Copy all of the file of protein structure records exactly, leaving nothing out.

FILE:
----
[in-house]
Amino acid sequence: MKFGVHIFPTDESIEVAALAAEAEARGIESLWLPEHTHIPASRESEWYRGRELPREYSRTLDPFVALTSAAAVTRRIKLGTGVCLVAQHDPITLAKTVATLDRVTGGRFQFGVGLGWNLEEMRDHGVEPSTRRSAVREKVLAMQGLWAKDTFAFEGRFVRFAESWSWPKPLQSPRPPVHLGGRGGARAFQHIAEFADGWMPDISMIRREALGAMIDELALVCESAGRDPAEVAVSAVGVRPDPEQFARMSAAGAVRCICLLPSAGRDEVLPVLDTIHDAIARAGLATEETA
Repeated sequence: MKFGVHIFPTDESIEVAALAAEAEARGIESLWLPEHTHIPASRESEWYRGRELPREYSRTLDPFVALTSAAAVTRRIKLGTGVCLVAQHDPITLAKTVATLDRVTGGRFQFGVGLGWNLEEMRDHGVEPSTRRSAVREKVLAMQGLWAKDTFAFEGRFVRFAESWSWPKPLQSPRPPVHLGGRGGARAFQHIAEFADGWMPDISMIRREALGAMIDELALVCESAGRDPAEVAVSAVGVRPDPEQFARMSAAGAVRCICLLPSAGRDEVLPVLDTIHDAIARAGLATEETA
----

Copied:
[in-house]
Amino acid sequence: MKFGVHIFPTDESIEVAALAAEAEARGIESLWLPEHTHIPASRESEWYRGRELPREYSRTLDPFVALTSAAAVTRRIKLGTGVCLVAQHDPITLAKTVATLDRVTGGRFQFGVGLGWNLEEMRDHGVEPSTRRSAVREKVLAMQGLWAKDTFAFEGRFVRFAESWSWPKPLQSPRPPVHLGGRGGARAFQHIAEFADGWMPDISMIRREALGAMIDELALVCESAGRDPAEVAVSAVGVRPDPEQFARMSAAGAVRCICLLPSAGRDEVLPVLDTIHDAIARAGLATEETA
Repeated sequence: MKFGVHIFPTDESIEVAALAAEAEARGIESLWLPEHTHIPASRESEWYRGRELPREYSRTLDPFVALTSAAAVTRRIKLGTGVCLVAQHDPITLAKTVATLDRVTGGRFQFGVGLGWNLEEMRDHGVEPSTRRSAVREKVLAMQGLWAKDTFAFEGRFVRFAESWSWPKPLQSPRPPVHLGGRGGARAFQHIAEFADGWMPDISMIRREALGAMIDELALVCESAGRDPAEVAVSAVGVRPDPEQFARMSAAGAVRCICLLPSAGRDEVLPVLDTIHDAIARAGLATEETA